Senior Officials expedite regional response to COVID-19, push recovery process
- Issued by APEC Secretariat
Senior officials from 21 APEC member economies are convening virtually to expedite a regional response to the lasting impact of COVID-19 in a bid to boost the recovery process.
The two-day Senior Officials’ Meeting comes on the heels of intensive discussion about how APEC will carry forward the commitments leaders made in 2020 and the development of a 20-year implementation plan, taking into consideration the challenges and risks exposed by the pandemic.
“We are facing quite a serious challenge this year, driven in part by the health catastrophe that we all face across our region, but also the serious economic challenges that now confront our economies as we look to find a way through this crisis,” says Vangelis Vitalis, Chair of APEC 2021 Senior Officials.
Set against a backdrop of looming uncertainty, wider inequality risk and rising protectionism, Vitalis stresses the importance of capturing and featuring all these challenges as senior officials deliberate policy measures and their concerted regional effort to drive recovery.
“There is rising protectionism across the world, which challenges all of us to re-think the fundamentals of regional economic integration,” Vitalis says. “On top of that, the social licence for trade policy and for economic integration is increasingly under strain as we witness the unequal impact of COVID-19 on women, small businesses and indigenous peoples.”
“As a region, we need to work together to ensure APEC effectively responds, not just to the immediate crisis, but also to the longer-term need to build a sustainable and resilient regional economy that benefits everyone.”
In this dialogue, senior officials will seek to realize the need for APEC to be more sustainable and inclusive of all people, including women and indigenous people. The focus will be to support their full participation in the region’s economy so it can help drive new thinking and unlock new ways to respond to the global pandemic.
Officials will also discuss measures to respond to the pandemic through economic and trade policies that strengthen the recovery year. This includes policies that encourage openness and connectivity, as well as reduce friction at the border, with an aim of reducing barriers and making it easier for companies to trade throughout the APEC region, especially on COVID-19 essential goods.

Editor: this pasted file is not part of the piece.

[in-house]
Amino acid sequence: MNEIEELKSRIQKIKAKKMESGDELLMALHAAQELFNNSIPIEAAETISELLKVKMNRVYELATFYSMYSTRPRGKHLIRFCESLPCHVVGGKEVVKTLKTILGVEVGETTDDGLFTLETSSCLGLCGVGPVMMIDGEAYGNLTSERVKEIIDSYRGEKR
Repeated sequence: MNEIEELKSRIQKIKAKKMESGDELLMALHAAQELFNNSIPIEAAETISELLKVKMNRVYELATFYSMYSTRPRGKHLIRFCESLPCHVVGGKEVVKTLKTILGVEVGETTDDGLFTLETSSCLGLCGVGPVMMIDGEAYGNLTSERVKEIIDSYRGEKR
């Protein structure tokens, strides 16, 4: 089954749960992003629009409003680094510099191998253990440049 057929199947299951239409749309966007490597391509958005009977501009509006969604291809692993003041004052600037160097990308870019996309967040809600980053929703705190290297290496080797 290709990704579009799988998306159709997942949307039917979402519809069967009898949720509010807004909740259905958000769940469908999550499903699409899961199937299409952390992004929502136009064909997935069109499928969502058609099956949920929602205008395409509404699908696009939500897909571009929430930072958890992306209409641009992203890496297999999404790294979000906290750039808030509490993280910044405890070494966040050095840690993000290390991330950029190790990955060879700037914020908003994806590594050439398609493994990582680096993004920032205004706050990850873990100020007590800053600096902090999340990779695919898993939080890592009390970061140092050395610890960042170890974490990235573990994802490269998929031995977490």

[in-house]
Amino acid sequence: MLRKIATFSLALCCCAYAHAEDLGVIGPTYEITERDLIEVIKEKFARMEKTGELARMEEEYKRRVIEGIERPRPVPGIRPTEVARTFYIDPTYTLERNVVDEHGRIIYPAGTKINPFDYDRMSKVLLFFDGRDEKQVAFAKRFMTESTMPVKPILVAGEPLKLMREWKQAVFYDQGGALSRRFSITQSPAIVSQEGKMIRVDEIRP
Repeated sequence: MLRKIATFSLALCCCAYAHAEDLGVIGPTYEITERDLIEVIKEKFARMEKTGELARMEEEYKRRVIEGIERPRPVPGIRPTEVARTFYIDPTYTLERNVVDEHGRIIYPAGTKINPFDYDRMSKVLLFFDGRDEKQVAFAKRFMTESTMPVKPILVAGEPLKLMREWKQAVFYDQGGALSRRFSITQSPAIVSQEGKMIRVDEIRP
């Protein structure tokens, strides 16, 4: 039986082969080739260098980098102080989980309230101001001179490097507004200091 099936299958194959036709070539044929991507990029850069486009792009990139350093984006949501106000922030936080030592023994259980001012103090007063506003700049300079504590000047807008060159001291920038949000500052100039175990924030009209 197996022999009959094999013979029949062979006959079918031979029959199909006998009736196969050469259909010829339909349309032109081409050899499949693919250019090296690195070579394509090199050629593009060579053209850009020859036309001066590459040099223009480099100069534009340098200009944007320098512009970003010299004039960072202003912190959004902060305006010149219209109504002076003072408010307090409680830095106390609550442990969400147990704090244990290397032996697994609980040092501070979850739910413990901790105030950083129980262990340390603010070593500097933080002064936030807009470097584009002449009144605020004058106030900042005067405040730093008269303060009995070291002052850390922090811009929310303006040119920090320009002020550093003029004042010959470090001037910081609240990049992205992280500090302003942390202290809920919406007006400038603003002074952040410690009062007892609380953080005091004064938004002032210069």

Advancing digital inclusion, infrastructure and green technology will also be a key focus for APEC this year. This includes promoting digitally-enabled business and trade, working toward regulatory coherence and resolving issues concerning data and digital trade tools.
“APEC, as a regional forum needs to seize the moment and rise to the occasion by putting together a concrete response that will benefit all,” says APEC Secretariat’s Executive Director, Dr Rebecca Sta Maria. “We want to see policy that continues to make trade and investment across markets easier, cheaper, faster and more sustainable to avoid undermining the significant progress that has been achieved in the region in these areas.”
Vitalis agrees by emphasizing the importance of APEC economies working together to end subsidies on fossil fuels and lowering tariffs on environmental goods and exploring similar work in services.
“APEC needs to show leadership in this area, as is expected from the world’s most dynamic regional economy,” he says.
“Trade policy should be inclusive and beneficial for all, and trade an enabler of solutions to some of the most pressing sustainability issues we all face. Identifying environmental goods and services and addressing barriers to their uptake, for instance, can contribute to our collective climate change mitigation efforts.”
This year will be a significant year for APEC and New Zealand. With the APEC Putrajaya Vision 2040 agreed by leaders last year, member economies will now need to develop a detailed plan of action to implement the new vision, which will expand on the three economic drivers of growth: trade and investment; innovation and digitalization; and strong, balanced, secure, sustainable and inclusive growth.
“The key is for APEC to be both responsive to the immediate crisis but also relevant to the challenges we are all going to confront over the next 20 years,” explains Vitalis.
“We are looking to work together with all APEC member economies to develop this implementation plan in the spirit of what the Putrajaya Vision talks about in terms of the equal partnership. Large or small, we were all equal in this important process,” he concludes.
For further details, please contact:
- APEC Secretariat